In 1971, Lonza began producing high quality Niacin in Visp, Switzerland. Over the past four decades, we have invested to align production with market, environmental and quality demands. Today, we continue that tradition and are committed to being the pre-eminent supplier to the companion industry based on our extensive experience and our high quality standards.
As the world’s largest manufacturer of vitamin B3, Lonza covers more than half of the total vitamin B3 demand in the global feed and food industries. Lonza’s free-flowing Niacin and Niacinamide are the trusted brands for batch-to-batch consistency and full traceability.
What is Niacin?
Niacin is a collective term used to describe both nicotinic acid and nicotinamide. It is also known as the water soluble Vitamin B3. Niacin is essential for proper carbohydrate, protein and lipid metabolism because it is a component of the coenzymes NAD (nicotinamide dinucleotide) and NADP (nicotinamide adenine dinucleotide phosphate). These coenzymes are key metabolic intermediates which help furnish energy to the body and it is estimated that there are more than 40 biochemical reactions involving these coenzymes. The biochemical functions of NAD and NADP are of paramount importance to normal tissue integrity; particularly for skin, the gastrointestinal tract and nervous system.
Deficiencies of dietary Niacin are characterized by severe metabolic disorders in the skin and digestive system. Typically, the first signs of deficiency appear as loss of appetite, retarded growth, weakness, digestive disorders and diarrhea.
Sources of Niacin
Niacin can be found in many ingredients that are commonly used in petfood formulations. However, the bioavailability of Niacin from plant derived ingredients is extremely low. Cooked and uncooked cereals, such as corn, wheat and rice do contain Niacin, but 70% is unavailable because much of the Niacin present is in bound forms. Similarly, about 40% of the Niacin found in oilseeds is considered bound and unavailable. It is commonly understood that the Niacin contribution from cereal sourced ingredients is ignored or given a value less than one-third of the reported total niacin in the ingredient (National Research Council, NRC, 2006).
A small portion of the Niacin requirement of the body can be met by endogenous synthesis utilizing the amino acid tryptophan as the precursor. However, many ingredients that can be used in petfood formulations contain relative excesses of the amino acid leucine. Leucine is an antagonist to the metabolic conversion of the amino acid tryptophan to Niacin and thus may lead to lower rates of endogenous synthesis of Niacin (NRC, 1987).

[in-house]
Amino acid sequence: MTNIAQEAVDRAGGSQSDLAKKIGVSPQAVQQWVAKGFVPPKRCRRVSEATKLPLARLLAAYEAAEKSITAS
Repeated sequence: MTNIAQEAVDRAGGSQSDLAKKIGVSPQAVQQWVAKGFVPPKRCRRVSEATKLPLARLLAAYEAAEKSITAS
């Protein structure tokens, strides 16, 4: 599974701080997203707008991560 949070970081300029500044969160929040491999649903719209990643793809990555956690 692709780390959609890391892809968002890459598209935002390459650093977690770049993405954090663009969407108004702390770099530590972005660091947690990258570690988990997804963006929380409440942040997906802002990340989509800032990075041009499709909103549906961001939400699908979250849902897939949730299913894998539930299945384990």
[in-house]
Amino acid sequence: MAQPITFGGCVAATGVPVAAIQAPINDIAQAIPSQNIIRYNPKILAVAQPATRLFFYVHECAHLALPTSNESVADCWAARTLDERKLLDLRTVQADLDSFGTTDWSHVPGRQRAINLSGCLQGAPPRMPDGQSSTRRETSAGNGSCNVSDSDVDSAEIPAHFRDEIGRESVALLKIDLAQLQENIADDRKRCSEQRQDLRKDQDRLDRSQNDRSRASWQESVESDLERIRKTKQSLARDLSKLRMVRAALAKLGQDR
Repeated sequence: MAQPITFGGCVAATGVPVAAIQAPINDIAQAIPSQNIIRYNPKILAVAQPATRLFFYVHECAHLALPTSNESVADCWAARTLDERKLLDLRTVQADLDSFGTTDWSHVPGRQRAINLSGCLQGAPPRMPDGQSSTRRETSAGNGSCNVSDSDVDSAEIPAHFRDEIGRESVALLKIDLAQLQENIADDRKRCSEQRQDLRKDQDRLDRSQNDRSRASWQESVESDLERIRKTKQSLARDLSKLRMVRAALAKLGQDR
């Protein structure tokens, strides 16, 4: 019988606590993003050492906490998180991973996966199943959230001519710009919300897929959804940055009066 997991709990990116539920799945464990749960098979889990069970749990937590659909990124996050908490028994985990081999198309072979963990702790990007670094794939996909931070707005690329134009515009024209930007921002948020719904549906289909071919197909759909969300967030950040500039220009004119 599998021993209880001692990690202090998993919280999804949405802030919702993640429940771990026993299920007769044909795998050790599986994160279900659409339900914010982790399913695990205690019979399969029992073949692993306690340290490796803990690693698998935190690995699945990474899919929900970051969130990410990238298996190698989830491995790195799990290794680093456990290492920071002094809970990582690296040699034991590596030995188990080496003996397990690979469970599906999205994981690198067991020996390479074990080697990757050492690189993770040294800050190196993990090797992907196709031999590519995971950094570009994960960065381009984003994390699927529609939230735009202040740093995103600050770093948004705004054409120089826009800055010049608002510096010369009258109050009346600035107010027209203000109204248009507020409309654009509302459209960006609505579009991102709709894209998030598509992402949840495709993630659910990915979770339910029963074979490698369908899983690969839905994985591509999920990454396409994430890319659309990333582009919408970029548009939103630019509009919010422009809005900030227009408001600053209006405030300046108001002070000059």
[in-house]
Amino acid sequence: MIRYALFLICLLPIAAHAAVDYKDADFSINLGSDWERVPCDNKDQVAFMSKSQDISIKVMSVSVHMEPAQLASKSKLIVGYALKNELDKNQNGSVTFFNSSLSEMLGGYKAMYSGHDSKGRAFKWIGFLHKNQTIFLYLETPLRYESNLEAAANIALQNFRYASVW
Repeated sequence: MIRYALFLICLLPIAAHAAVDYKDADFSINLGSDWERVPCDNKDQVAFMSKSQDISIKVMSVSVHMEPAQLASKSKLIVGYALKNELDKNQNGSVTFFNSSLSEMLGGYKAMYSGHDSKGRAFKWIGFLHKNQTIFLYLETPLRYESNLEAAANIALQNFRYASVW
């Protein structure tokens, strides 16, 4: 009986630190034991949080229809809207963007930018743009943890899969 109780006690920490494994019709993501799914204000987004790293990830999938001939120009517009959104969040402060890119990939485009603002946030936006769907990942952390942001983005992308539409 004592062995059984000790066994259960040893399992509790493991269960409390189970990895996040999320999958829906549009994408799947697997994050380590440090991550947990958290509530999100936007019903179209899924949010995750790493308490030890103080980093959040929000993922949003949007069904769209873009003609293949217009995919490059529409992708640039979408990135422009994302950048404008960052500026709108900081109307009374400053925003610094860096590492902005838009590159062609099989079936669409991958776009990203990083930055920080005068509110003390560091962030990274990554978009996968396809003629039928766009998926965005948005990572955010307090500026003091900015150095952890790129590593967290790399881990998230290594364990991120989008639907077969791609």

Additionally, since Niacin is a water soluble vitamin, loss during the manufacturing process of the petfood formulation can be excessive. Therefore, supplementation of Niacin to petfood formulations is essential.
Dogs have the ability to synthesize a small amount of their Niacin requirement from the amino acid tryptophan. Consequently, the daily requirement for dogs is lower than that of cats. In formulations with low levels of tryptophan, the daily requirement of an adult dog can be achieved with an intake of 225 μg of Niacin per kg of body weight. For a growing dog, it can be achieved with an intake of 450 μg of Niacin per kg of body weight. In 2006, the NRC established a suggested recommendation of 0.75 mg of Niacin per 1,000 kcal of metabolizable energy (ME) for all dogs and life stages.
Niacin supplementation in cat formulations is extremely important. Cats do not have the capability to synthesize any of their Niacin requirement from the amino acid tryptophan. The NRC (2006) suggests a minimum requirement of 40 mg Nicotinic acid per kg of diet or 8.0 mg of Nicotinic acid per 1,000 kcal ME of diet for all cats and life stages.